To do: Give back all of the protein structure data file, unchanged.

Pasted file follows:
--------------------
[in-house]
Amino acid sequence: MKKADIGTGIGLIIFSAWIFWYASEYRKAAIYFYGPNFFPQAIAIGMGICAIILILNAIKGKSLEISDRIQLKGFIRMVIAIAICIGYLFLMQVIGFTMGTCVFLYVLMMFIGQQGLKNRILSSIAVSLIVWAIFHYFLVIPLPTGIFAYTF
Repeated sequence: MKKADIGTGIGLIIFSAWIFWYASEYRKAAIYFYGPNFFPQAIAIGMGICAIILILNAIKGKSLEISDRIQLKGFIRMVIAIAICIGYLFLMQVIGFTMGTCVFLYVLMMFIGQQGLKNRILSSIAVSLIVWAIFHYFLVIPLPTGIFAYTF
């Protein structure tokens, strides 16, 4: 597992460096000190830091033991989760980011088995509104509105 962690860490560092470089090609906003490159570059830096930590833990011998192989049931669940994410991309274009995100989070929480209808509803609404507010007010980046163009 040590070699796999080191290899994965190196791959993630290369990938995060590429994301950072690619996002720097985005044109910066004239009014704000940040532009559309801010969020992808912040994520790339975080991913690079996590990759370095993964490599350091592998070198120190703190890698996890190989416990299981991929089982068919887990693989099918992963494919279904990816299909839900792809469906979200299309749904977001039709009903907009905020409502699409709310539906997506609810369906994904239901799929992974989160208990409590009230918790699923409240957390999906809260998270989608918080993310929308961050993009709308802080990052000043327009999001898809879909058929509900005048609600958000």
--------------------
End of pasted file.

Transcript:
[in-house]
Amino acid sequence: MKKADIGTGIGLIIFSAWIFWYASEYRKAAIYFYGPNFFPQAIAIGMGICAIILILNAIKGKSLEISDRIQLKGFIRMVIAIAICIGYLFLMQVIGFTMGTCVFLYVLMMFIGQQGLKNRILSSIAVSLIVWAIFHYFLVIPLPTGIFAYTF
Repeated sequence: MKKADIGTGIGLIIFSAWIFWYASEYRKAAIYFYGPNFFPQAIAIGMGICAIILILNAIKGKSLEISDRIQLKGFIRMVIAIAICIGYLFLMQVIGFTMGTCVFLYVLMMFIGQQGLKNRILSSIAVSLIVWAIFHYFLVIPLPTGIFAYTF
């Protein structure tokens, strides 16, 4: 597992460096000190830091033991989760980011088995509104509105 962690860490560092470089090609906003490159570059830096930590833990011998192989049931669940994410991309274009995100989070929480209808509803609404507010007010980046163009 040590070699796999080191290899994965190196791959993630290369990938995060590429994301950072690619996002720097985005044109910066004239009014704000940040532009559309801010969020992808912040994520790339975080991913690079996590990759370095993964490599350091592998070198120190703190890698996890190989416990299981991929089982068919887990693989099918992963494919279904990816299909839900792809469906979200299309749904977001039709009903907009905020409502699409709310539906997506609810369906994904239901799929992974989160208990409590009230918790699923409240957390999906809260998270989608918080993310929308961050993009709308802080990052000043327009999001898809879909058929509900005048609600958000």